Posted by ESPN.com's Kevin Seifert
Because Bush is a restricted free agent, the Packers have seven days to match the Titans' offer or allow him to leave. Because they assigned Bush the lowest tender possible last month, the Packers will get no compensation in that latter scenario.
But before you start questioning whether the team should have given Bush a higher tender, keep in mind that move would have eliminated any real possibility that he would have received an offer elsewhere. Few teams, after all, would have been willing to give up a second-round pick -- the value of the next-level tender -- to sign Bush, a career dime/nickelback and special-teams contributor. In the end, the Packers would have been left paying him almost $1.6 million in 2009.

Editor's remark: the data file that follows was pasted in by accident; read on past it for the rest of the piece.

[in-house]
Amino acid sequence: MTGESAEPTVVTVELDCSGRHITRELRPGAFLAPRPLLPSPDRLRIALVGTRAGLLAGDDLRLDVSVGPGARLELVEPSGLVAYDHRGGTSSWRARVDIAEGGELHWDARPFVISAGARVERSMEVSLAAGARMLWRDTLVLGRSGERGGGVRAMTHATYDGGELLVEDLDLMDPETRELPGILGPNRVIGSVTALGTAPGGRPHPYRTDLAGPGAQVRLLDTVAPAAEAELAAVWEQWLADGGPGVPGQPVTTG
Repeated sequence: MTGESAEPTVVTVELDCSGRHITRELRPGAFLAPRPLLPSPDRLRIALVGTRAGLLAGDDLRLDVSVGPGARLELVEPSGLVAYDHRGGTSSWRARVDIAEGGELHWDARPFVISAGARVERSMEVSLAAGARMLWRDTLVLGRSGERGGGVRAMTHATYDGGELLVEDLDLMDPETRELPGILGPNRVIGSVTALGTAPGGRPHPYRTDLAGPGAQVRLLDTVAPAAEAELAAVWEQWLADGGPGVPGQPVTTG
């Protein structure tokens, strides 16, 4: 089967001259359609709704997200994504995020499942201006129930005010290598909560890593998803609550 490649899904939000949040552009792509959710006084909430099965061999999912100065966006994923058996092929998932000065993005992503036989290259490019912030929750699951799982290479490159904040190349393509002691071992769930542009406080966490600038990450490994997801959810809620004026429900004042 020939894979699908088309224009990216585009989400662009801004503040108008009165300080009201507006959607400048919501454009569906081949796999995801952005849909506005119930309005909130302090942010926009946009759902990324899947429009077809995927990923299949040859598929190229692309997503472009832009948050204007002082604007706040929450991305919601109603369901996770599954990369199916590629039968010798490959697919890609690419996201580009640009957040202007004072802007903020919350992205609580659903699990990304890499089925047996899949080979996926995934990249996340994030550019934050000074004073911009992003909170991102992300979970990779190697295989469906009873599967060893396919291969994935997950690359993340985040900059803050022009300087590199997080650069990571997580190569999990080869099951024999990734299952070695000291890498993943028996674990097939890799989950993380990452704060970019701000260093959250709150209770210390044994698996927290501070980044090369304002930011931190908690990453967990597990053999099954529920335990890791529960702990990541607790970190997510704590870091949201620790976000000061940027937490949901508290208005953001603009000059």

We don't yet know the value of the Titans' offer sheet, but you would be hard-pressed to believe the Packers will match a multiyear offer if they envision him in a similar role in future seasons. Such a decision could also complicate their situation with nickelback Tramon Williams, who as an exclusive-rights free agent doesn't have the right to negotiate with other teams. But Williams has yet to sign his tender offer with the Packers, suggesting he will hold out for a longer-term deal.